*Warning: Minor spoilers for nothing, except everything are in this article.

At the 2023 Indy Shorts International Film Festival, 19-year-old writer and director Wesley Wang accepted the Summer White Lynch Memorial Award for nothing, except everything (2023). But just a few short days before his short film premiered at the festival, he sat down with EnVi over Zoom to talk about the importance of nothing, chaos, and the process of making nothing, except everything.

The Reasons for Nothing

Nothing, except everything follows the main character Miles (David Mazouz) through his senior year of high school. He navigates change in his life by focusing on the number seven, but he soon finds a different thing to bring order: a girl named Harper (Lily Chee). Wang said that he started writing the screenplay during his senior year of high school when he was experiencing the same changes Miles was experiencing. “It was me just basically spilling my heart out onto the page,” Wang said. “All this chaos and this uncertainty I was feeling, I wanted to kind of ground that in some sort of order, so that’s what the film kind of explores.”

Wang said telling the story of nothing, except everything through a Gen Z lens was important because he thought there was a general lack of a younger perspective in media. So, he “decided to make something that I think young people will really resonate with.” Part of this perspective found in Miles’s story came from the conversations Wang had with his friends about the world and everything going on around them.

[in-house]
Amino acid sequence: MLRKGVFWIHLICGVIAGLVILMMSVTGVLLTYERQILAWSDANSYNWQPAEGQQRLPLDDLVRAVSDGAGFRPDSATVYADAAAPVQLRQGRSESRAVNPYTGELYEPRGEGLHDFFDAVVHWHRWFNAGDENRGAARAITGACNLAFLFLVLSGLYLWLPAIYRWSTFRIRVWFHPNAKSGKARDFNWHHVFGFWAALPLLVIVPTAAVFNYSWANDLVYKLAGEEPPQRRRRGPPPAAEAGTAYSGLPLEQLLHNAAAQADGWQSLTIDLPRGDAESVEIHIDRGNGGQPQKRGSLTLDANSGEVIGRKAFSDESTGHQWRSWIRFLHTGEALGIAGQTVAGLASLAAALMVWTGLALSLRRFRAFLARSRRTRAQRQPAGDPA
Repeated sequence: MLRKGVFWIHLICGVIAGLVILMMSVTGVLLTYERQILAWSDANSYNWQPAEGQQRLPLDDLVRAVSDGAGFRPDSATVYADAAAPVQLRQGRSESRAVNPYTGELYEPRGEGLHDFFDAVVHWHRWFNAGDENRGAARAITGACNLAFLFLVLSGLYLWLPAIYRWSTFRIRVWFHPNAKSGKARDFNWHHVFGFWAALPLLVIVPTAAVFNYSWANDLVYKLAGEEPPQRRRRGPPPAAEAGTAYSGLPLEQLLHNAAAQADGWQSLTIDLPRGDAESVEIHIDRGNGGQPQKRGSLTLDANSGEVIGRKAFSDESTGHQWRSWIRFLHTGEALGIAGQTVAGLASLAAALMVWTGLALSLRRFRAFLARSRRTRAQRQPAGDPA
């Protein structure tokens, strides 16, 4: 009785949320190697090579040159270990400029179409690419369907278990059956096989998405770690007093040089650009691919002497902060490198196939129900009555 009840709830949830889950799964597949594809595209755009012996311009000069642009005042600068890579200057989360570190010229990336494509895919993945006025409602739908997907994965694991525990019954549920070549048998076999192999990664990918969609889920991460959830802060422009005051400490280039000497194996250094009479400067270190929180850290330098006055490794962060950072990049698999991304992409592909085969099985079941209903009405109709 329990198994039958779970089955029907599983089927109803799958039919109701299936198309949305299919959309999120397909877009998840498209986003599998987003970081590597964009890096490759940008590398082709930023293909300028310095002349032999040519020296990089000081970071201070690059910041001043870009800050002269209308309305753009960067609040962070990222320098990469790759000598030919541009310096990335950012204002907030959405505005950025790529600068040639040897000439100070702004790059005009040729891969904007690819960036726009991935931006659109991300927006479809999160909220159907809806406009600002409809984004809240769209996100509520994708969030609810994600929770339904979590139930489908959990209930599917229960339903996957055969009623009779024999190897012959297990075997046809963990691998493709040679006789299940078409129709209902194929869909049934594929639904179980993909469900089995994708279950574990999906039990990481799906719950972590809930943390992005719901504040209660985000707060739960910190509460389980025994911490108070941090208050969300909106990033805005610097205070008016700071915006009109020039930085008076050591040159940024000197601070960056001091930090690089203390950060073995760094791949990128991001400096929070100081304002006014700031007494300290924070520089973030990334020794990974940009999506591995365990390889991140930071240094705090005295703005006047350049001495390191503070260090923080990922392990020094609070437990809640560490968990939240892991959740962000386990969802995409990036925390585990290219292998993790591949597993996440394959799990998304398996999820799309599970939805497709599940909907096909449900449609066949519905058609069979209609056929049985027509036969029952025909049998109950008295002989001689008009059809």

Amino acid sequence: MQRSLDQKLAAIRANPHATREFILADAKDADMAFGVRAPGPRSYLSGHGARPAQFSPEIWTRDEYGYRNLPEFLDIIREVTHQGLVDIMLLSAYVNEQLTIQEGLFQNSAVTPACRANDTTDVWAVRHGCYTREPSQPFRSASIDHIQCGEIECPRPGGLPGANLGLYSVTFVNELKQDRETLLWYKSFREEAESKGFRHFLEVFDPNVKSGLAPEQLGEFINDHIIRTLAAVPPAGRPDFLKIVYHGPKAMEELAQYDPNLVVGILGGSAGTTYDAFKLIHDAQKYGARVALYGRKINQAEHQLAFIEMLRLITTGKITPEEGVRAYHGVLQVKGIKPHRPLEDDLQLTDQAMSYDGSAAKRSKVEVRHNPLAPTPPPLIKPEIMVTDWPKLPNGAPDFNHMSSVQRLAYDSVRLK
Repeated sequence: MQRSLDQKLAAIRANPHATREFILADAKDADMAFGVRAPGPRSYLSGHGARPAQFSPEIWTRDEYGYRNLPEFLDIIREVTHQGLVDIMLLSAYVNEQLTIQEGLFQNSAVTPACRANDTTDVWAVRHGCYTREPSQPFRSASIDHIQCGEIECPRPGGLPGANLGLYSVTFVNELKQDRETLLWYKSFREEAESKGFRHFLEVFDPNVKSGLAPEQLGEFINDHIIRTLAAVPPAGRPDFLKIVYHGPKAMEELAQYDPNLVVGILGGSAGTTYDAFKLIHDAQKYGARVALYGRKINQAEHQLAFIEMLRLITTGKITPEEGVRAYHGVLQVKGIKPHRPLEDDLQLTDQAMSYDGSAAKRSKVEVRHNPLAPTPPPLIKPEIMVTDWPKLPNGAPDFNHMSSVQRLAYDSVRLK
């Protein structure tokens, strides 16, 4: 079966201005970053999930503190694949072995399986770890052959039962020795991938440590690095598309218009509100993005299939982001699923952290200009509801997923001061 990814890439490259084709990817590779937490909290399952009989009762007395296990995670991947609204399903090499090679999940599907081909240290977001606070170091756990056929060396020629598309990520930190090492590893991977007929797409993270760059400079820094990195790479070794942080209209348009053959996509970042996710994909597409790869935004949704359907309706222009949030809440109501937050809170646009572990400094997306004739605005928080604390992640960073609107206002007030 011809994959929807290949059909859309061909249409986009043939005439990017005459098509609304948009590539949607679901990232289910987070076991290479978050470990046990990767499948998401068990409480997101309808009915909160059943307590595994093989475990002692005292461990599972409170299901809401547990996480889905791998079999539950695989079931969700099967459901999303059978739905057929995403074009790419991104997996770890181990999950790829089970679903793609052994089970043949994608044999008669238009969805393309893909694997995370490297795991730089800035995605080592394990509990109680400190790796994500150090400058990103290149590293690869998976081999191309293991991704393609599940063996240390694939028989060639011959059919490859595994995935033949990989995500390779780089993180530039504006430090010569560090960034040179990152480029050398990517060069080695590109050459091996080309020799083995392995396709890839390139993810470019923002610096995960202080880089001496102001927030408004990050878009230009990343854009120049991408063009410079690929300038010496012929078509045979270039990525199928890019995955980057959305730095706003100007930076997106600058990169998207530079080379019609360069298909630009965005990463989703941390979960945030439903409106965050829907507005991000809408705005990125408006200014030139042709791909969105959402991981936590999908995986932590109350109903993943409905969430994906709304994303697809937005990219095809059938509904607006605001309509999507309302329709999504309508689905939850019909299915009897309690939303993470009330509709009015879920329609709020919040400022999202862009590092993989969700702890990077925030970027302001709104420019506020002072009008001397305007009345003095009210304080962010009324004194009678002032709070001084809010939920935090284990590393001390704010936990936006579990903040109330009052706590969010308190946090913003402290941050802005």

“There’s this ever-increasing feeling of nihilism and existentialism in today’s youth. It just feels like the world is getting more polarized and chaotic every day, and especially the youth is feeling this more with climate change and all these existential issues,” Wang explained. “So I think I was feeling that and I just tried to portray that in the most authentic way to me, which was really, really chaotic and kind of just a lot of things that feel like snippets that don’t make sense but make so much sense at the same time.”

Everything Matters Behind the Scenes

Thousands of choices behind the camera made Miles and Harper’s story come together. Wang said that writing the script was mostly autobiographical, and the first scene he wrote was an awkward conversation in the driveway between Miles and Harper, which he said really happened to him. After he showed it to the girl who inspired the scene, as well as some friends, Wang knew that he had to turn it into something more. “I thought that was like, something so relatable to, like, young people that I thought, ‘Why not?’ Let’s expand on this and think about other things that are very relatable to our generation,” he explained.

One of the pivotal moments in nothing, except everything features Miles and Harper driving down a tunnel in a convertible standing up and screaming. Wang, who said it referenced a similar moment in The Perks of Being a Wallflower (2012), shared that he wanted to get that shot no matter what. Shot in the Holland Tunnel between New York City and New Jersey, the cast and crew set up in a parking lot in New Jersey. They taught Chee how to drive in the parking lot, while his producer Scott Aharoni drove the chaser car, since he was the only one who could. However, Wang noted that through the magic of filmmaking, it looked much faster than the 25 miles per hour they were actually driving.